Definitely the most time-consuming of treatments (and one that requires a very cooperative kid), the comb out, when done well, can be effective, says Dr. Frankowski. It’s often used in Great Britain where many lice are resistant to chemical treatments. You have to purchase a specialized metal lice comb such as the Licemeister online or at your local pharmacy
Here’s how to do a comb out:
- Sit your child in good light, either outside or under a lamp. Provide them with distracting entertainment, such as their favorite DVD or computer game.
- Dampen hair with water or their usual conditioner and comb tangles out with a regular comb or brush. Divide hair into sections, clipping it up with pins to isolate one section at a time.
- Begin at the scalp and slowly move the comb to the ends of the hair, wiping with a paper towel or in a bowl of water in between combs to remove nits and lice. When you have completed a section, re-clip it and move on to the next.
- Repeat the process in the days following (you might need to do it for 10 to 14 days to cover the life cycle of a louse) to make sure no louse or nit was missed. To watch a video of the process, visit the National Pediculosis Association, an organization which advocates non-chemical approaches to treating head lice.
Another non-medical approach that is a little less time consuming is to use a product such as petroleum jelly or Cetaphil to smother the lice, and kill them. “Limited studies have looked at these kinds of treatments, but they can be effective if done right,” says Dr. Frankowski. “You should do at least two or three treatment cycles and really do it properly.” To try the Cetaphil approach (also called the Nuvo treatment by the doctor who invented it), Dr. Frankowski recommends following the detailed instructions found here.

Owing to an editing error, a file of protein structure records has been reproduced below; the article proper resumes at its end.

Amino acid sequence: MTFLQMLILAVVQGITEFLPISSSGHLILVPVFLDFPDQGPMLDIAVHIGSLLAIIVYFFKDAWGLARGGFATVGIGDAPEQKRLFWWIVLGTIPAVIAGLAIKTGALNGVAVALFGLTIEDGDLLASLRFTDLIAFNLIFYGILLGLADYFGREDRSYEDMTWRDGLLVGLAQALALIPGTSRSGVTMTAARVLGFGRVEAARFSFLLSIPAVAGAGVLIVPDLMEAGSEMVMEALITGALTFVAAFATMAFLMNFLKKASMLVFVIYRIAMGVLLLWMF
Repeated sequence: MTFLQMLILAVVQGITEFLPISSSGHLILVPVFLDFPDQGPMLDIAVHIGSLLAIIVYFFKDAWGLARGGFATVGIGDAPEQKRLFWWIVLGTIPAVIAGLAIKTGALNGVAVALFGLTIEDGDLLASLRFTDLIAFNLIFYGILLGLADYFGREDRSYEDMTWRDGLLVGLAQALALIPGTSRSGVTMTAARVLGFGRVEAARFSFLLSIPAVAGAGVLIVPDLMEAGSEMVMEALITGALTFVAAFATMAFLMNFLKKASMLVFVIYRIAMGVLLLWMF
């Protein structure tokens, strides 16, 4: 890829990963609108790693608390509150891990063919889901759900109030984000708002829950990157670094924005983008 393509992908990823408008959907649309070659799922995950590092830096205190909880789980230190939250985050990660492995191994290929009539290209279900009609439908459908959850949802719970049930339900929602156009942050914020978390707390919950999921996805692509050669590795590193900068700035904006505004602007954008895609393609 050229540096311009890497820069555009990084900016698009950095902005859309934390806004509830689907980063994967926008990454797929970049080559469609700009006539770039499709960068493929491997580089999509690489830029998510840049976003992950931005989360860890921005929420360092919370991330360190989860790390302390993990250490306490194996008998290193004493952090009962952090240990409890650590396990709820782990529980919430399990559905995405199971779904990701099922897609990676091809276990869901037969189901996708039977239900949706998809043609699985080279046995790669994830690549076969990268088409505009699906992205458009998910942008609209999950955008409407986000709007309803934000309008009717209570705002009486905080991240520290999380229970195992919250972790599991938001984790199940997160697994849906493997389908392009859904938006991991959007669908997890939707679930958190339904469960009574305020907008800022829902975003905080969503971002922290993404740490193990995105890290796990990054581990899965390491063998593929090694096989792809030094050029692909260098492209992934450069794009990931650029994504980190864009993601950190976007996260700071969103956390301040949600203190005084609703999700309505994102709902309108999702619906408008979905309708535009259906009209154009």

When there’s a problem you can count on clever entrepreneurs to find a way to solve it, which is why there are now lice salons where, for a pretty penny, you can have your child’s hair combed in the manner above by a professional. However, you should know that these businesses are not regulated, so there is no guarantee that the treatment you will receive will be effective or completely non-toxic.
Beware of Other Natural Remedies
Drs Frankowski and Bocchini both recommend steering clear of treatments that are billed as “natural,” such as tea tree oil. Dr. Bocchini draws a distinction between trying a home remedy such as mayonnaise, which is harmless, and using “something with a chemical in it, such as tea tree oil,” that has not been tested for safety or efficacy.
- Wash bedding and clothing that has been recently worn in hot water and dry on high heat. But don’t go too crazy wiping down the whole house; lice can only live on surfaces and objects for about 24 hours.
- Vacuum beds, sofas, stuffed animals, and car seats.
- Soak combs and brushes in hot water for 10 minutes.
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